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Friday, April 25th, 2014

mobile security

Implementing mobile security in the BYOD era

Implementing mobile security in the BYOD era

IT administrators are unprepared to deal with security issues that may occur as a consequence of bringing personal devices into the workplace.

The future of enterprise mobility


With 305 billion mobile app downloads expected by 2016 and 50 billion connected devices by 2020, we can expect the BYOD trend to lead to 25 apps for every device used in the enterprise in the next 2 years. What will the future of enterprise mobility look like, and how would we manage the overwhelming apps, content, devices and security?

Intel to scrap McAfee name, give away mobile security tools

Will transition to 'Intel Security' in 2014, putting space between it and John McAfee, erratic founder of the 27-year-old firm.

Good improves secure mobility platform with more control

Good Technology says Direct Connect gives companies control over how and where they route application data, giving them much more flexibility than before.

Jokes aside, some IT managers say there's no option other than BlackBerry for security

BlackBerry heavily promotes its sales to defense and security-conscious groups despite its being up for sale.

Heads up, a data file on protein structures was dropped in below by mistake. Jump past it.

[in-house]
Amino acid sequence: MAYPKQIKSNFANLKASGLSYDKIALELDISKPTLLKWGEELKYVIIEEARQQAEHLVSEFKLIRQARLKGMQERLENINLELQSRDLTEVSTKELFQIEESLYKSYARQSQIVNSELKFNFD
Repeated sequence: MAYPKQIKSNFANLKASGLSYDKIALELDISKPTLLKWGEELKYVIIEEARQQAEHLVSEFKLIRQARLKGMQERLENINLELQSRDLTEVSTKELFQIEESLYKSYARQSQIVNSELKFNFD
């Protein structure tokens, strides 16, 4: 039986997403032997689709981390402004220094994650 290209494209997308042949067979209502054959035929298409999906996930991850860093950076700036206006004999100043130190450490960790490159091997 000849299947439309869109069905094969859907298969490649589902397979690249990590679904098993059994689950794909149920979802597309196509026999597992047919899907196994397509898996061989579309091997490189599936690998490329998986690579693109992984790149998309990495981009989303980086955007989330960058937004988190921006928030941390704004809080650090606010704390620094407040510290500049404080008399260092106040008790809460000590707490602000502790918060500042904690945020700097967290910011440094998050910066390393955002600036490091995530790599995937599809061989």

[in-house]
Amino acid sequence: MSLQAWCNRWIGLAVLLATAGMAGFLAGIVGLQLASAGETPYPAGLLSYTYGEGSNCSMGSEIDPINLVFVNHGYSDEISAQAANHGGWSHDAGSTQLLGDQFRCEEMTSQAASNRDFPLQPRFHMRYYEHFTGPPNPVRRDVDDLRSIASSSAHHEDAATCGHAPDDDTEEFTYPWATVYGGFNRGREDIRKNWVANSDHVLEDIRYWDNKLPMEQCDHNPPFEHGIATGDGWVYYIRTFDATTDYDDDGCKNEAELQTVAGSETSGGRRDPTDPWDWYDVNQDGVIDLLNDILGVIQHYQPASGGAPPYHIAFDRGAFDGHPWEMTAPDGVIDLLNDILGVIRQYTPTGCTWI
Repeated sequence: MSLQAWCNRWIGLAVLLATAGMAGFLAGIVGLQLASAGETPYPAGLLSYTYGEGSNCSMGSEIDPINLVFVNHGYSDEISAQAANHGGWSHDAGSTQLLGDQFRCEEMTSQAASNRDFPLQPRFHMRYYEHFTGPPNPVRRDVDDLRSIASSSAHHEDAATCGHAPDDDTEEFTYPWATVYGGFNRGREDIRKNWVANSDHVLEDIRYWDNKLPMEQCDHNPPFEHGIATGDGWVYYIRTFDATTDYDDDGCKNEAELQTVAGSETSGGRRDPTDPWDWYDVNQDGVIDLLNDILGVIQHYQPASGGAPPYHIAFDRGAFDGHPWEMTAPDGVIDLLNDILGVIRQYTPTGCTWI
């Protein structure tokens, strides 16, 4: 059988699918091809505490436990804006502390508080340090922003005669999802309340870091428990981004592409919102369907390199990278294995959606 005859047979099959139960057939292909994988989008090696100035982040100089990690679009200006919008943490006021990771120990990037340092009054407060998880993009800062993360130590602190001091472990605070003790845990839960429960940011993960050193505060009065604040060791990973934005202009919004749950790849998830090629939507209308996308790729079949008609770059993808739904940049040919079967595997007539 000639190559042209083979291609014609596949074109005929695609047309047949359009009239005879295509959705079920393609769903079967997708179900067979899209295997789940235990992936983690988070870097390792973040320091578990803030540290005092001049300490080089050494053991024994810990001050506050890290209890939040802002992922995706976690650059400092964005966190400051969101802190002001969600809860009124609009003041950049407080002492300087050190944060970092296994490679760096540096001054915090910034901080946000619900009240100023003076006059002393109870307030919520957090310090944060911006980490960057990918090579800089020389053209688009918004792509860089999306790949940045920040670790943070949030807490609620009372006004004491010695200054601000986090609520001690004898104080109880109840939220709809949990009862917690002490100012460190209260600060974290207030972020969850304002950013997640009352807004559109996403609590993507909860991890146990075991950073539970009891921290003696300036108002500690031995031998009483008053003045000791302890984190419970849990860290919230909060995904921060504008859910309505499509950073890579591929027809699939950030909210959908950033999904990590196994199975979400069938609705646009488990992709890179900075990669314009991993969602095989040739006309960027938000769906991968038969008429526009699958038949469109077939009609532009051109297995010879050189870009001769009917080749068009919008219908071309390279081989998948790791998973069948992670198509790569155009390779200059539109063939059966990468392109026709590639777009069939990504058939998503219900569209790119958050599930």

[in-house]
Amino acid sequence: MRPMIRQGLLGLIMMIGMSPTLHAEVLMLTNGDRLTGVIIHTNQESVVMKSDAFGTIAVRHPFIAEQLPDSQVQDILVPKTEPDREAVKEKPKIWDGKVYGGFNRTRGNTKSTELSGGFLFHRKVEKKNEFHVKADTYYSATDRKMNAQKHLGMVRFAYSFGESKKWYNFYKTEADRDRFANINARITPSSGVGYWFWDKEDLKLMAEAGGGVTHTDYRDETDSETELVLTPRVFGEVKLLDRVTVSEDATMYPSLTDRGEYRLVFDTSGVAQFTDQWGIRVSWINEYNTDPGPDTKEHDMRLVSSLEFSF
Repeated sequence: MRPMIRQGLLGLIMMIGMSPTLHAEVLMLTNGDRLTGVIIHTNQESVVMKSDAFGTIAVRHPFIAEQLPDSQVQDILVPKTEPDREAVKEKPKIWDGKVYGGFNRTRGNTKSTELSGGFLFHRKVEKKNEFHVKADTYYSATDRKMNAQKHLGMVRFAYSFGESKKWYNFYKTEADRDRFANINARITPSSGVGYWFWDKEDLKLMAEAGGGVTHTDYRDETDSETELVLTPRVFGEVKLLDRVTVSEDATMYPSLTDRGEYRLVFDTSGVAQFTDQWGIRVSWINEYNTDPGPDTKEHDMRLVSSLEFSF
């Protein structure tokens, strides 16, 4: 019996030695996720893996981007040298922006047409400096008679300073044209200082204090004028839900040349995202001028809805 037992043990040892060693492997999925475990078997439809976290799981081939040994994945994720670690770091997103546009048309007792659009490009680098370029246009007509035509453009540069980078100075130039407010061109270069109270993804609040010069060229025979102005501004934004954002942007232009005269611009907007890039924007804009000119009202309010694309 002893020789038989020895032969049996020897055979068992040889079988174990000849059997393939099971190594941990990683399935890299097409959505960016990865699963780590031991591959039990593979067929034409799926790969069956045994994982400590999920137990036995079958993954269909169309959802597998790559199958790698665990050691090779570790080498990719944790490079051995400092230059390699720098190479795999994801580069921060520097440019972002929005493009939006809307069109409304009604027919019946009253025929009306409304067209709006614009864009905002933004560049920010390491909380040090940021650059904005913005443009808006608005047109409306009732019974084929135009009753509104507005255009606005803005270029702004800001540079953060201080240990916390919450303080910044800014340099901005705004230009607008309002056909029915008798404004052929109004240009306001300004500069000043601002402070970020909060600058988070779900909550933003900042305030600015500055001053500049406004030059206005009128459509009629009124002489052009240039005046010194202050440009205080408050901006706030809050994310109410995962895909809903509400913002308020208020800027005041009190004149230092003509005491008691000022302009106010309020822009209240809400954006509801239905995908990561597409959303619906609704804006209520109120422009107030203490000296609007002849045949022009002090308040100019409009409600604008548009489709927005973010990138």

Mozilla unmasks security flaw in Persona, warns other OpenID implementers

A vulnerability found recently in an OpenID-based feature of the Mozilla Persona online identity management service prompted the company to advise Web developers to check their OpenID implementations for similar issues.

Look at risk before leaping into BYOD, report cautions

Before rushing into allowing employees to do their jobs on their personal devices, organizations need to diligently address the unique risks of that practice, cautioned a report by an international cybersecurity information organization.

When businesses push Bring Your Own Device (BYOD) programs into place too quickly, risk management is often neglected or rushed, leaving organizations with both unknown and unnecessary risks, the Information Security Forum reported on Tuesday.

Apple's iOS 7 patches 80 vulnerabilities

Just as Apple patched some 80 vulnerabilities in its mobile operating system this week, a new vulnerability popped up in the latest version of the software, iOS 7. The vulnerabilities patched by iOS 7 cover a wide array of undesirable behaviors -- some of them years old.

Apple's iOS 7 gives security pros a lot to like

Fingerprint reading isn't the only sign that Apple is upping the ante in mobile security. It's new operating system is full of goodies that should boost its security appeal in the enterprise.

"Before iOS 7, Apple already had a secure operating system, with many options available to enterprises to lock them down," said SilverSky CTO Andrew Jaquith.

"Only the BlackBerry had more options," Jaquith said. "With iOS 7, companies will find many of their remaining needs addressed. It's clear that Apple is listening to their enterprise customers."

Samsung fortifies enterprise security on its Android phones

Because of Android's bad-boy reputation in security circles, phones using the mobile operating system haven't been welcomed into enterprises with open arms. Samsung's trying to change that.

It announced Wednesday that it's teaming up with Lookout Mobile Security to add more protection for users of its Android mobile phones that support its Knox security technology.